Matt aka Your Friendly Neighborhood Computer Guy

  • Matt says:

    You hit the nail on the head here. Trust is a big factor in marketing your computer business and all three of these methods help to establish trust first and foremost. People are hesitant to hire some random tech from the phonebook or online…they are much more willing to deal with someone they’ve met or were referred to.

    Matt aka Your Friendly Neighborhood Computer Guy

  • Tony Scarpelli says:

    It depends. Computer Consulting Business to business is definitely more of a relationship type situation and I have had very bad results advertising for business clients(with the exception of doing the flyers and meeting the people in person). However, break fix, virus, computer repair to end users is very easy to do mass advertising and home owners are very used to hiring someone from the yellow pages, google search, yp.com and such sources. Having a location physical location is great combined with plenty of the above types of advertising. No matter what your method of advertising you must first make sure you, your employees, vans/cars, materials all look the part of a Professional offering.

  • Lisa-aka Call That Girl says:

    I have a zero budget right now, I’m working on Blogging for SEO and it’s so fun to see all the Google requests come in. I love seeing my time work for me, not paying others. I also put a lot of time into LinkedIn. It’s free and my target market.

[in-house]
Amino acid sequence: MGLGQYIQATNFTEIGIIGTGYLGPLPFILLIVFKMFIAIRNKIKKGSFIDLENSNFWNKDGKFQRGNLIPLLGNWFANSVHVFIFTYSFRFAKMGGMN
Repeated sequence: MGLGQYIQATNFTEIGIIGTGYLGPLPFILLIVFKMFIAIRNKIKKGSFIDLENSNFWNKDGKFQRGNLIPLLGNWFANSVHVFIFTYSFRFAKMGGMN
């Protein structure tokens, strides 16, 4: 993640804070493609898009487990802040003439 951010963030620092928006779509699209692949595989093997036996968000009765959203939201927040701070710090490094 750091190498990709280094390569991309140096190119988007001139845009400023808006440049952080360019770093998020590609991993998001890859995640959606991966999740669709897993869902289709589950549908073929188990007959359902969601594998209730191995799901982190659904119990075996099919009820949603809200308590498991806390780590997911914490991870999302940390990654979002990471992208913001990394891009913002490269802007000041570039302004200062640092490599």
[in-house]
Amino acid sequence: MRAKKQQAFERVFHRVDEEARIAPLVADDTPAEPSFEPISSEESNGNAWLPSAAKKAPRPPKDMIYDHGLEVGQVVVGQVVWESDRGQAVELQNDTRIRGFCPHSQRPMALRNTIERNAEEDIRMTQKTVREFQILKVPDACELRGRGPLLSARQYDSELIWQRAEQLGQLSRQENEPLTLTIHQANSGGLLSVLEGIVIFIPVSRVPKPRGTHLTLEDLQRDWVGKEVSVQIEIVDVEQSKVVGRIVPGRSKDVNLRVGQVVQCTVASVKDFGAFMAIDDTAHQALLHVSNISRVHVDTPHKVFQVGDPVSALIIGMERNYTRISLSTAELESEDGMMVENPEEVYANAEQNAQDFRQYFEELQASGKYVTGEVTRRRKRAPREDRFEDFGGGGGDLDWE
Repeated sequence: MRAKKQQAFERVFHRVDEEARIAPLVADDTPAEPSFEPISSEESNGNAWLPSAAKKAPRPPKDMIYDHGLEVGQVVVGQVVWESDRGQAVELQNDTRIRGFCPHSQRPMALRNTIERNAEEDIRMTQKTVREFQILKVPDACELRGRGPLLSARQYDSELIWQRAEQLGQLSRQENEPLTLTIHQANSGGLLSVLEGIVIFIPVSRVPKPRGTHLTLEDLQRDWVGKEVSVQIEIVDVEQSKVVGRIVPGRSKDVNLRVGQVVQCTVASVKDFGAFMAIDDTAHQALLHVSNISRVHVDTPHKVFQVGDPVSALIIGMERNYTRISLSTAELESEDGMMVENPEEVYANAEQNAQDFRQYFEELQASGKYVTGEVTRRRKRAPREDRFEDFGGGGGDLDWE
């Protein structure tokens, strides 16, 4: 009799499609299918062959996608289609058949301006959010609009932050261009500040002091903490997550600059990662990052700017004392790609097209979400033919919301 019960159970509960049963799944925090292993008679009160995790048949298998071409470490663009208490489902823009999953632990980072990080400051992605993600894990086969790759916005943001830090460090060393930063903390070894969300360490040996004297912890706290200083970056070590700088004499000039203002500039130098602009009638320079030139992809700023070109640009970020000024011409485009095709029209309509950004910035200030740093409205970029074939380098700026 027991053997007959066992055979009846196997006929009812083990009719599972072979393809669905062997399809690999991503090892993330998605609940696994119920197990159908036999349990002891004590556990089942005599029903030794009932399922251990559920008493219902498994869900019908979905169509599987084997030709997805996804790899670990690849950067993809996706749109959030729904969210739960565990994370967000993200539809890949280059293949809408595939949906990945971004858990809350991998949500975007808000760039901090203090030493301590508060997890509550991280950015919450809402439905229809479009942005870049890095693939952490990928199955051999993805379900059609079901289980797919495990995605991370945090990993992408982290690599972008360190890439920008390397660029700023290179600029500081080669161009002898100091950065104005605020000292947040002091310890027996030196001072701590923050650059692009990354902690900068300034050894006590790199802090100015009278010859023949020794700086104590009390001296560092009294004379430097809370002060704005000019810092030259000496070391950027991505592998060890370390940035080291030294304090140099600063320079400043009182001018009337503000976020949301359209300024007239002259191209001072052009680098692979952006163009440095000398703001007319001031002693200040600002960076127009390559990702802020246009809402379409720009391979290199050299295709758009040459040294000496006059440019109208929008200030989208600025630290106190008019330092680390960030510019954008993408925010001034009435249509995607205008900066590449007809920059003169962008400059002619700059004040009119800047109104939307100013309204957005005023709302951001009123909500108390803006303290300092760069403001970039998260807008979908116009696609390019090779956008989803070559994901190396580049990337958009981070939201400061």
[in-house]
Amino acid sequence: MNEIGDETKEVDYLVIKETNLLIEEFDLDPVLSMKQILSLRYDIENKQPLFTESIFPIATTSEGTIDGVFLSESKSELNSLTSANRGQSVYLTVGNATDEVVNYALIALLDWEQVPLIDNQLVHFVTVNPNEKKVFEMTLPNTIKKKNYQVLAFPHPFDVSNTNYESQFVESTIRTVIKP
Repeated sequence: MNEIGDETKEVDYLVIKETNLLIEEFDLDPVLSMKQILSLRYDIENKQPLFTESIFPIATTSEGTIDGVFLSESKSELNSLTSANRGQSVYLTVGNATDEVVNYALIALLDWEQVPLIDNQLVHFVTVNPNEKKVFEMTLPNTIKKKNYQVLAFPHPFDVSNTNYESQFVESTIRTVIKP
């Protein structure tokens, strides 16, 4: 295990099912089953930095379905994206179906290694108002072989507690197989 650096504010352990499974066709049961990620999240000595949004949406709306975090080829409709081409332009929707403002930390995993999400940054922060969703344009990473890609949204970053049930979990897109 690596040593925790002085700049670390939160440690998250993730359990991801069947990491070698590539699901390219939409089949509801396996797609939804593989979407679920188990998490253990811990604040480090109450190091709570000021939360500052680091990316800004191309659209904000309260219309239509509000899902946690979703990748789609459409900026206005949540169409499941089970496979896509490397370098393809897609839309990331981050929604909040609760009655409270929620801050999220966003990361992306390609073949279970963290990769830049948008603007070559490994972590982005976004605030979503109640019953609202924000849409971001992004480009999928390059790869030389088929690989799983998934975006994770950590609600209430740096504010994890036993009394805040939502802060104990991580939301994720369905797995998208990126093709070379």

• Lisa-aka Call That Girl says:

    I spend a lot of time there, connecting with people in a variety of ways. Groups, invites from local events and participating. To get these types of clients, takes time…just like marketing.

    You can listen to my shows on it on bamcast.biz/page/3/

    I have a few from the early days on the site.


  • YeOldeStonecat says:

    We focus on SMB clients, I’ve been just about all SMB clients since Microsoft Back Office (NT 3.51 and NT 4) and Small Business Server 2000. And the first couple of hundred Linksys BEFSR41 broadband routers rolled off the assembly line. What has worked for us, over and over…is the good old fashioned approach of going where the “businesses” hang out….Chamber events, BNI meetings. And also just asking…ask around to get referrals. Pick a business that you want to pickup as a client. Now..chances are, you know someone…or know someone that knows someone..that works there. Ask your clients too..especially those that have offices near the one you want to get as a client. You’d be surprised at how well simply asking works!

  • Brian says:

    What is the best business networking event that you attend on a regular basis?